Next, I find these strange stone constructions all over the beach. Naturally-cut boulders form massive walkways that stretch far into the sea. They’re far too craggy to make for good fishing, and I can’t imagine how any human could have moved rocks so heavy and numerous. I blurt out the first explanation I can think of. “Aliens.”

The rest of my exploration is much of the same. Empty buildings, locked doors. Even the carousel sits quietly behind a thin glass wall. At one point I take out my phone and play the soundtrack from Twin Peaks. Maybe this will help me find something. Then — what’s this?

A coin-operated tower viewer. But no one carries change anymore.

Perhaps the sheer mundanity of the park can be summarized in my first interview. A few minutes after I arrive, a tetrad strolls out to the beach to take a few pictures. “What makes you come here?” I ask one of them. He ruminates for a beat. “I don’t know.”

Finally, I go To the Lighthouse. Granted, it’s imposing. I realize this is my chance — scenic views don’t require people or payment. I reach for the doorknob to enter. Locked. I turn around and scan the beach. “Nothing beside remains. Round the decay of that colossal Wreck, boundless and bare the lone and level sands stretch far away.”

I’m about to call it quits when I see someone walking his dog. I prepare my notebook for one last interview. To my surprise, his Lighthouse Point Park sounds as grand as the one from the stories.

He recalls a wedding of all things. I can imagine it. There’s a quaint wooden structure by the water. Maybe that’s where the altar was. The historic lighthouse, the merry carousel, and the scenic sea — all within view.

He brightens up as he continues his stories. “The lightshow!” I inquire. Every year, they adorn the area with Christmas lights around the holiday season. “And they make the horses look like ships!” I don’t know what he’s talking about.

Suddenly, I get it.

Lighthouse Point Park isn’t abandoned. It’s just the wrong season. A friend later told me that Yale Outdoors had dared students to take a “Polar Plunge” at the same beach a few weeks prior. A frigid Connecticut March afternoon spent by the water is a feat, not a pleasure.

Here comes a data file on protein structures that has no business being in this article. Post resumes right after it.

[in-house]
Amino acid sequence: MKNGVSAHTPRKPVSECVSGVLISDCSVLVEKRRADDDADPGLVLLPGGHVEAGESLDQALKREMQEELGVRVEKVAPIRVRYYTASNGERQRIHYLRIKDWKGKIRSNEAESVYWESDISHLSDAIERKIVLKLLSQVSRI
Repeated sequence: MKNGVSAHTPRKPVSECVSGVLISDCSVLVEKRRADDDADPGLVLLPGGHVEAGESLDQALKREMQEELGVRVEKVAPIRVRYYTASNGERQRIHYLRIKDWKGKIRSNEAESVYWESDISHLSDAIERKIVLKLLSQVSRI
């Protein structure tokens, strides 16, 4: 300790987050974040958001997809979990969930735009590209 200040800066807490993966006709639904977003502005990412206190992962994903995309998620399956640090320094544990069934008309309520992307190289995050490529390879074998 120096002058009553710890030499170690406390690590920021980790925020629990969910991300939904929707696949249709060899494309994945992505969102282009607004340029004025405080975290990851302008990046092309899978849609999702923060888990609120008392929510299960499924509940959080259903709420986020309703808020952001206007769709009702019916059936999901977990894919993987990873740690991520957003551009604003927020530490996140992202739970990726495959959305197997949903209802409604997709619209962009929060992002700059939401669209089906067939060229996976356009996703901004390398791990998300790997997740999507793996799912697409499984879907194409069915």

My Lighthouse Point Park wasn’t the one from the stories. Still, much of the tradition lives. Five Mile Point Light stands tall like Harkness Tower. The carousel is seasonal, but that makes it special — an annual fixture is how I ended up at Mory’s, after all.

That’s why I asked to qualify my prompt. I’ve heard story after story of halcyon Old Yale. Alumni and professors reminisce about faculty members long gone. Friends fantasize about living the tradition themselves. I admit, I went to Mory’s hoping to reclaim a touch of that lost magic.

“My Yale isn’t the one from the stories.” True, but that neglects what we’ve kept, and more, what we’ve gained.

Some Yale traditions have died, but few have passed without memorial. Head Thompson has his own room next to the TD dining hall. Other traditions live on. Naples Pizza is gone, but we go to Sally’s, Pepe’s and Modern all the time. Best of all, some traditions have evolved. Sure, a game of bladderball sounds fun, if not a little rambunctious. Its ban, however, gave rise to the Spring Fling — now one of the most anticipated events of the year.

As I close my notebook, the man continues with his dog. He faces the historic lighthouse and smiles, seemingly content with the memories. I start in the other direction.

I end on the pier. It’s the only structure that looks new. Overlooking the water, another joke about a piece of debris that protrudes from the sea. “That’s the topmast of the ghost ship. It’s where the spirits that haunt this place come from.”

Though not as active as I had imagined, it’s been an afternoon of adventure enabled by Lighthouse Point Park only as it stands.

I glance back. As the man turns the corner, I realize — he couldn’t walk his dog amidst cannonfire and burning houses. He couldn’t walk his dog in a bustling trolly park. He spends his time here not for what it was, but for what it is.

That’s why he comes To the Lighthouse. That’s why we go to Yale.